More photos of Hiraizumi
At the heights of the Heian period (794-1185), the Northern branch of the powerful Fujiwara clan created political and cultural center that was said to rival Heian-kyō (Kyōto) itself. This grand capital was Hiraizumi.
Three generation of Fujiwara ruled Hiraizumi from 1089 to 1189, until Minamoto Yoritomo overthrew the hegemony of the Fujiwara, bringing the Heian era to an end. After Minamoto Yoritomo brought the Fujiwara down, his brother Yoshitsune rebelled against him and sought refuge in Hiraizumi, that eventually led to his destruction.
Most of Hiraizumi's temples were left in ruins and the city never recovered, almost forgotten for centuries. Only two original buildings remain, while others are latter additions or reconstructions.
Chūson-ji Temple 中尊寺
The Tendai sect of Buddhism first founded the temple in 850, but it was the first Fujiwara lord who decided to extended it into a vast complex of over 40 temples and 300 buildings.
Most of the complex was ravaged by a fire in 1337. The oldest surviving structure is the Kyozo Sutra Repository, built in 1108.
The Konjiki-dō (金色堂) or Golden Hall, contructed in 1124, is the most outstanding part of the temple. It is richly decorated with gold, lacquer, and pearls and contains a large Amida statue with the mummified remains of the Fujiwara lords beneath it.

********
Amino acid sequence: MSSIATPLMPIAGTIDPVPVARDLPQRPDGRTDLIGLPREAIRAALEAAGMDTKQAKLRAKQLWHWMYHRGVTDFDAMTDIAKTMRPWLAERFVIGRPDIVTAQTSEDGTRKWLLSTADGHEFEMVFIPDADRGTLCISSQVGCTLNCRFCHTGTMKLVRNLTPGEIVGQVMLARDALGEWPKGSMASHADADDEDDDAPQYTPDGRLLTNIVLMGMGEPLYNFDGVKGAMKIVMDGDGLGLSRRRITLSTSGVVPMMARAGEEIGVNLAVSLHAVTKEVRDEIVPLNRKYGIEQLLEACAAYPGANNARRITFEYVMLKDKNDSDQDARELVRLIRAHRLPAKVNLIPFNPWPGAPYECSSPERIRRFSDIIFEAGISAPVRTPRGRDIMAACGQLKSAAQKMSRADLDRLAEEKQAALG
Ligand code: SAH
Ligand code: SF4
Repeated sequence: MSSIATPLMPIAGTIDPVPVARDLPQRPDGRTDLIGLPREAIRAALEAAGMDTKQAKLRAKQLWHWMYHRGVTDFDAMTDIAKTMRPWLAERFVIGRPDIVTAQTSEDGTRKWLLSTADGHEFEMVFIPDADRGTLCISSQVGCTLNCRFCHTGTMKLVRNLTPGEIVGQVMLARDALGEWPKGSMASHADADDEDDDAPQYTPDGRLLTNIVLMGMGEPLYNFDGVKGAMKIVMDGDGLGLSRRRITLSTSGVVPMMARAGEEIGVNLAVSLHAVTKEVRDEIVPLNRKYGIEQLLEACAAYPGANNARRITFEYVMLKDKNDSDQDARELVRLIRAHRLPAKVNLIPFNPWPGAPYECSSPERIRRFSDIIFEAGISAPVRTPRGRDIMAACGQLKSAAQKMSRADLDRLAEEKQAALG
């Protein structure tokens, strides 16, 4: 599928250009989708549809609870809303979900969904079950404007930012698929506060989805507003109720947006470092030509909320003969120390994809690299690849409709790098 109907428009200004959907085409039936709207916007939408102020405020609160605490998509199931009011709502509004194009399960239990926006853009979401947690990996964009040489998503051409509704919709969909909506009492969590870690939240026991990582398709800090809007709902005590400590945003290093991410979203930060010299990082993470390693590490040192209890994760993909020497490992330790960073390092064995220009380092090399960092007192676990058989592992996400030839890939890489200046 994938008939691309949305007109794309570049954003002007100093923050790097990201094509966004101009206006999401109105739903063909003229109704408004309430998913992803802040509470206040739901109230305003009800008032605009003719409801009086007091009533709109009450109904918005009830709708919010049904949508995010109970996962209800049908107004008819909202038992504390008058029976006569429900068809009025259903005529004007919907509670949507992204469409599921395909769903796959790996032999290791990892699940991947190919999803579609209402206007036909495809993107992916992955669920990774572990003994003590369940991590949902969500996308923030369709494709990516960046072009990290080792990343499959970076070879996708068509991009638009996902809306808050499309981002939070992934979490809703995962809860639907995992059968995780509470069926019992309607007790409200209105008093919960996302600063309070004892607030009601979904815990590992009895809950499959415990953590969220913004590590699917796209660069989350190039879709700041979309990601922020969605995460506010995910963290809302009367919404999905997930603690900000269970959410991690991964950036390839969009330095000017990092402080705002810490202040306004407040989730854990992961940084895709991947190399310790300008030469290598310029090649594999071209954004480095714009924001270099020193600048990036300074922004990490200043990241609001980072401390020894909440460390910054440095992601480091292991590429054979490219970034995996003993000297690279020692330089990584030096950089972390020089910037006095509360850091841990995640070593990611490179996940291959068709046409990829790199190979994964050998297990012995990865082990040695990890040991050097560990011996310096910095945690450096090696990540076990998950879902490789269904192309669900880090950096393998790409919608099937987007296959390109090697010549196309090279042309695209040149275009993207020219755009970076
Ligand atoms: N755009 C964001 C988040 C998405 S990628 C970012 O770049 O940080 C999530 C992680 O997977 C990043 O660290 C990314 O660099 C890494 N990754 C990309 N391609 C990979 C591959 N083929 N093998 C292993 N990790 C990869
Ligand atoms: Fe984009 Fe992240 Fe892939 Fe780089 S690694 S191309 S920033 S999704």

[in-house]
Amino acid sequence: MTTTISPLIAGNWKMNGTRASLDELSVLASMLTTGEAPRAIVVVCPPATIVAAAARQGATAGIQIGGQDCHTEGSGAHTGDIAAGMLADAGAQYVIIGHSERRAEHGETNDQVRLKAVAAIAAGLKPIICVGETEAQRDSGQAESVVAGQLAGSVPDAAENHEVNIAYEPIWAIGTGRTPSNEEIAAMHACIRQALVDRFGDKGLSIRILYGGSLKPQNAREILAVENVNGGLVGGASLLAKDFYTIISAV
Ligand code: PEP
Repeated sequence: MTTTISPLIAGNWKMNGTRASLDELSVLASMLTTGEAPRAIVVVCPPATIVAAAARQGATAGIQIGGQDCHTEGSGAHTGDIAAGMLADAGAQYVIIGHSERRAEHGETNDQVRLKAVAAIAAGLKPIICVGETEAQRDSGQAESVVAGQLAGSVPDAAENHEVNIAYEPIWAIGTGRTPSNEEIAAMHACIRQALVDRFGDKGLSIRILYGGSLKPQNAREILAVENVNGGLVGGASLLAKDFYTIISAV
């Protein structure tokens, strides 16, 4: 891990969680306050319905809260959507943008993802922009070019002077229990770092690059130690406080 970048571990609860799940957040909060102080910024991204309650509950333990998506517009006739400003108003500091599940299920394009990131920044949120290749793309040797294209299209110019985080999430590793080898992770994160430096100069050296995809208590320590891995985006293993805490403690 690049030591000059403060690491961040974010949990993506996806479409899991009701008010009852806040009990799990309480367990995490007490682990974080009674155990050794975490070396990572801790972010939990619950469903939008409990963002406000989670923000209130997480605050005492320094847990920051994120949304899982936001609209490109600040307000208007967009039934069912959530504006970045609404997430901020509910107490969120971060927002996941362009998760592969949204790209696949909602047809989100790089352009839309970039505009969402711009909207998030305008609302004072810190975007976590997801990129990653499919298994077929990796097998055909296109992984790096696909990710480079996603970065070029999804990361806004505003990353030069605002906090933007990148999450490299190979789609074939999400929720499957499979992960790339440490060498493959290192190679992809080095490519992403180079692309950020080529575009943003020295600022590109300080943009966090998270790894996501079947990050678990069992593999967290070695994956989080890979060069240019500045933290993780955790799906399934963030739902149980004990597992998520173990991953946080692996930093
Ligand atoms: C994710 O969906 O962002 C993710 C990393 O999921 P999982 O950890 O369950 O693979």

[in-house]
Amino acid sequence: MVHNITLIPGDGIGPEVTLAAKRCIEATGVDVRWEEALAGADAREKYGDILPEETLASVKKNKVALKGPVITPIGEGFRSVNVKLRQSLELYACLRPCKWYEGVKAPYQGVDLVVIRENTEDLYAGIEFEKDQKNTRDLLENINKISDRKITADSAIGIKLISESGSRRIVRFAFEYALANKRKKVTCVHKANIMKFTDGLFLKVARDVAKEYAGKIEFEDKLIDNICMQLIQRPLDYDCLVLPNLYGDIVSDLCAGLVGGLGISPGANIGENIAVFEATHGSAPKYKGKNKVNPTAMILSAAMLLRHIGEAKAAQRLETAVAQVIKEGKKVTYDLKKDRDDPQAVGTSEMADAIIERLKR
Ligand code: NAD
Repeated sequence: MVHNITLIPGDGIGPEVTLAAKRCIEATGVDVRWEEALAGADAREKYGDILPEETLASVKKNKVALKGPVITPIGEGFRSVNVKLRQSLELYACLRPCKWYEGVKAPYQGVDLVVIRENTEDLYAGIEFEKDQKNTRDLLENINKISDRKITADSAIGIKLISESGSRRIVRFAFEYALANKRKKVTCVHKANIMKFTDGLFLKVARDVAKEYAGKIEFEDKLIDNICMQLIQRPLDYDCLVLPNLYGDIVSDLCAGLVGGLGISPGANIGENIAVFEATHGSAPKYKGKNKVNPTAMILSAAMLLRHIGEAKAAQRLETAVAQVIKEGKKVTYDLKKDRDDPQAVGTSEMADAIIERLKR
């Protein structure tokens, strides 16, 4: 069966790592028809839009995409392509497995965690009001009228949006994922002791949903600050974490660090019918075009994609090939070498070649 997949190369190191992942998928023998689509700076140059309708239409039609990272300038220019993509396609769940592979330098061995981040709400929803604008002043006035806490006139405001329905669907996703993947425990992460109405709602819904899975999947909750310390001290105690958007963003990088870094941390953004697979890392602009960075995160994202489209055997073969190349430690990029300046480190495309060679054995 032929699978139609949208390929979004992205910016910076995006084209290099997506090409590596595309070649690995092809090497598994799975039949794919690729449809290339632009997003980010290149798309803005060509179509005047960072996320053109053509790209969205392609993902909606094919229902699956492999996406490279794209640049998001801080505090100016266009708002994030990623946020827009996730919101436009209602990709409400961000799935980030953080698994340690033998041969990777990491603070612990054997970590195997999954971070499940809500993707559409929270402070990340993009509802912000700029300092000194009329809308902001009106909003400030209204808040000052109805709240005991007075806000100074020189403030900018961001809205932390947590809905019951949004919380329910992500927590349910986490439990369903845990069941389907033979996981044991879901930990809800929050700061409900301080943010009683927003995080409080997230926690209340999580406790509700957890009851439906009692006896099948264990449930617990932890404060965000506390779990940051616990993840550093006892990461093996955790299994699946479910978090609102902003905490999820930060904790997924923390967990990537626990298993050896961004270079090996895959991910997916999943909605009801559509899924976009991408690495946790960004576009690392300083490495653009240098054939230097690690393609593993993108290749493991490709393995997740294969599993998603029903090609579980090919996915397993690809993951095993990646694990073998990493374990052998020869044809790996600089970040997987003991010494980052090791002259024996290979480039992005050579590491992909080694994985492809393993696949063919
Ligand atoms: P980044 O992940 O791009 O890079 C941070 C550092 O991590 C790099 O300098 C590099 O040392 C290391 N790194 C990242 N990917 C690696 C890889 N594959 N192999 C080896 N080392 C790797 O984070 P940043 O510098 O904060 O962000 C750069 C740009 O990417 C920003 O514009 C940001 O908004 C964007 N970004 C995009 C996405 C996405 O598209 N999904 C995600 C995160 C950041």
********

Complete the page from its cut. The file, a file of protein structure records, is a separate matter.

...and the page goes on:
The coffins, funeral adornments, katana and various images of Fujiwara clan are preserved in the Sankōzō Treasury.
The remaining buildings are the Hondō (本堂) or Main Hall, and a Noh Stage.
Admission to the Golden Hall, Kyōzō Sutra and Sankōzō is ￥800 (one ticket for all). They are open from 8:00 am to 5:00 pm, or 8:30 am to 4:30 pm from November to March.
Mōtsū-ji Temple 毛越寺
Established in 850, the Mōtsūji was the largest temple in Tōhoku in its heyday, totalizing with several hundreds sub-temples.
Its Heian period "Pure Land Garden" (浄土園), aiming at reconstituting Paradise on Earth, is one of the few left in Japan.
Entry to the garden cost ￥500 and is open from 8:30 am to 5:00 pm (Dec-Mar till 4:30 pm). Admission is free for those staying at the adjacent youth hostel.
Many seasonal events are held at Motsu-ji Temple. Ancient dances, known as Jōgyōdō Hatsukayasai, are performed on 20 January. The Iris festival is held from late June to mid-July. The Autumn Fujiwara festival takes place from 1 to 3 November.
The Takadachi Gikei-dō Hall is a small memorial dedicated to Minamoto Yoshitsune who commited suicide with his family in Takadachi to avoid the shame of being captured and executed by his brother Yoritomo.
The Takkoku ni Iwaya Cave is a temple constructed in a cliff and dedicated to Bishamonten, the Buddhist god protector of the warriors. It dates from the 9th century when the Japanese were extending their territory battling against the aboriginal Ainu tribes.
The Geibikei (猊鼻渓) and smaller Genbikei (厳美渓) Gorges are accessible by bus from Hiraizumi or Ichinoseki stations.
How to get there
Access to Hiraizumi is relatively easy. The main shinkansen line has a stop in Ichinoseki, 10min away by local train from Hiraizumi. The whole journey takes 2 hours 20 minutes from Tokyo (￥7,140), or 40 minutes from Sendai (￥1,890).
From Aomori, the fastest way is to take the JR Tokkyu Super Shirasaki to Hachinohe, then the shinkansen to Ichinoseki via Morioka, then a local train to Hiraizumi (￥4,940, about 2h20min).